Three Quarter Ax

In colder climates where large amounts of firewood are required for warmth at camp, a 3/4 ax may be your best bet. This style ax reaches from armpit to the palm of your hand with a head weight of 2 to 3 pounds and is hafted on an 18 to 28 inch handle – an ideal tool for younger woodsmen (boy’s ax) and for general use for adults.

The deciding factor on which ax to carry is often an issue of conveyance. Tramping requires that you to be the “mule.” Where weight is not an issue, as in car camping, canoe trips, or on horseback, you might opt for the larger felling ax for wood processing. All the while packing your small hatchet for a scout-about, quartering game, and other camp tasks.

The most common purpose of an ax is cutting firewood. I asked the question, “How long will chainsaws hum along?” in a previous article. Even if the gas engines keep pumping noise in the backcountry, there’s too much nostalgia and practicality to not add a good felling ax to your self-reliance toolbox.

Felling Ax

Born Again Tools: Giving New Life to an Old Ax

Jersey pattern True Temper Kelly Perfect felling ax with scalloped cheeks

Above is a True Temper Kelly Perfect with a 30 inch handle I restored. This cutting tool chops large diameter logs like a boss.

The early American felling ax was hand-forged by local blacksmiths. Ax patterns were named based on their regional location; Dayton, Michigan, Jersey, Hudson Bay, New England, North Carolina, etc. Some of these patterns are still popular with modern ax makers. A typical felling axhead weighs between 3.5 to 6 pounds with a handle length between 30 and 36 inches.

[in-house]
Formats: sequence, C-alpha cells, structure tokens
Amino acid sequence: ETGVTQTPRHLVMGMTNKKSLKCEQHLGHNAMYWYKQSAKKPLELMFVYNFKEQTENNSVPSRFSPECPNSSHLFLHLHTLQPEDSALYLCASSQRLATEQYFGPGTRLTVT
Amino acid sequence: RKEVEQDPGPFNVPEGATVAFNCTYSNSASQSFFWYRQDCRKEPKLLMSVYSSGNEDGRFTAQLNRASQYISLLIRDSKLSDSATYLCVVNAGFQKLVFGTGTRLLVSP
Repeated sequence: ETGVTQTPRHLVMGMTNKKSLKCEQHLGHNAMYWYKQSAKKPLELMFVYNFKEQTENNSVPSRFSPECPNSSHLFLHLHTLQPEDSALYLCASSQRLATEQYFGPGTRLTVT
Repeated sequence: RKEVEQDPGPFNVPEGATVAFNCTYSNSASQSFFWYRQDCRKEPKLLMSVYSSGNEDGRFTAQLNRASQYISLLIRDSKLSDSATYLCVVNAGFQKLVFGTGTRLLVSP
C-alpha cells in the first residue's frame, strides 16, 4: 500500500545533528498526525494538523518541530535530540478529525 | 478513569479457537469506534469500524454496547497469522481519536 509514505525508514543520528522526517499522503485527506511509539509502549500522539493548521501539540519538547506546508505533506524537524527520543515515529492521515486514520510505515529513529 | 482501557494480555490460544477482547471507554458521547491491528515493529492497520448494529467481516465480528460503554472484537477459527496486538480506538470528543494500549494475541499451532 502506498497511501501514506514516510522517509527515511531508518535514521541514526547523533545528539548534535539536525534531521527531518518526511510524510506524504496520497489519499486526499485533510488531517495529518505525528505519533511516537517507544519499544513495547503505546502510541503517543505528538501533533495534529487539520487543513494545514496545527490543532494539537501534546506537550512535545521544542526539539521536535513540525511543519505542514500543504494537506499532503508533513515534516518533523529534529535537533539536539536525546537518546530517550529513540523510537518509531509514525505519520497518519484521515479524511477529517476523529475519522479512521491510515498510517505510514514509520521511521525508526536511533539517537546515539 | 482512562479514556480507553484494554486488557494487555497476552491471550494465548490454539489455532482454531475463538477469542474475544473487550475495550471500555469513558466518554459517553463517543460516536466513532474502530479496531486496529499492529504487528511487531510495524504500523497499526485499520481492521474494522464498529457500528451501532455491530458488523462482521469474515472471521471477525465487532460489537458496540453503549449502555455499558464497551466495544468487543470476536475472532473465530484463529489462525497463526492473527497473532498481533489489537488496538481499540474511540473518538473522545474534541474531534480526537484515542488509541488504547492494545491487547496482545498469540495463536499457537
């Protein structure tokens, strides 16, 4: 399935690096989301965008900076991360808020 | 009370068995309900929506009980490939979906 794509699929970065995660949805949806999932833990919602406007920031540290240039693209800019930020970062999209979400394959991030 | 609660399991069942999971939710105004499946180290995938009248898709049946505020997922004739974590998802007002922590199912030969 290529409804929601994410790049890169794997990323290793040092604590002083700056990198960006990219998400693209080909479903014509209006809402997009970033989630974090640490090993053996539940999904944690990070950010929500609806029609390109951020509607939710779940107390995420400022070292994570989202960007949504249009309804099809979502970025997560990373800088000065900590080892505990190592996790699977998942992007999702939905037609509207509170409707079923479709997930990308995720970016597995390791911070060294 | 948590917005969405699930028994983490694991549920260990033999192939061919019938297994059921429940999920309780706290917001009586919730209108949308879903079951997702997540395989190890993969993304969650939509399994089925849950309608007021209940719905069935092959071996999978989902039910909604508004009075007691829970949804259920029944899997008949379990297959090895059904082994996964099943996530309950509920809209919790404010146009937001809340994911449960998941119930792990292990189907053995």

Buy New or Used?

Most American ax manufacturers bit the dust when the chainsaw was introduced in the logging industry. Buyer Beware: Axes in big box stores (made in China) are not going to be passed down as family heirlooms. My most productive ax scores have been at local antique shops, flea markets, and yard/estate sales. Old American-made axes are still available and begging to be put to use.

Most used axes will need to be re-handled. Not a problem. Here’s how to re-haft an ax. Pay more attention to the axhead’s condition and manufacturer. More detailed info on vintage axes can be found at Yester Year Tools (link in the Ax Resources section below).

Hardware stores may have a handle with good grain, but not likely. No matter where you get your new haft, check the run of the wood grain from the side view. Grain running perpendicular to the handle won’t last long. Look for grain running parallel the whole length of the handle. A few stray grains won’t hurt.

Cutting to the Chase When Choosing Axes for Self-Reliance | www.TheSurvivalSherpa.com

A True Temper hickory sap wood handle with good vertical grain found at a small hardware store

Check the butt end of the handle. Grain running vertically on the end is what you want. Horizontal grain in striking tools won’t absorb constant shocks.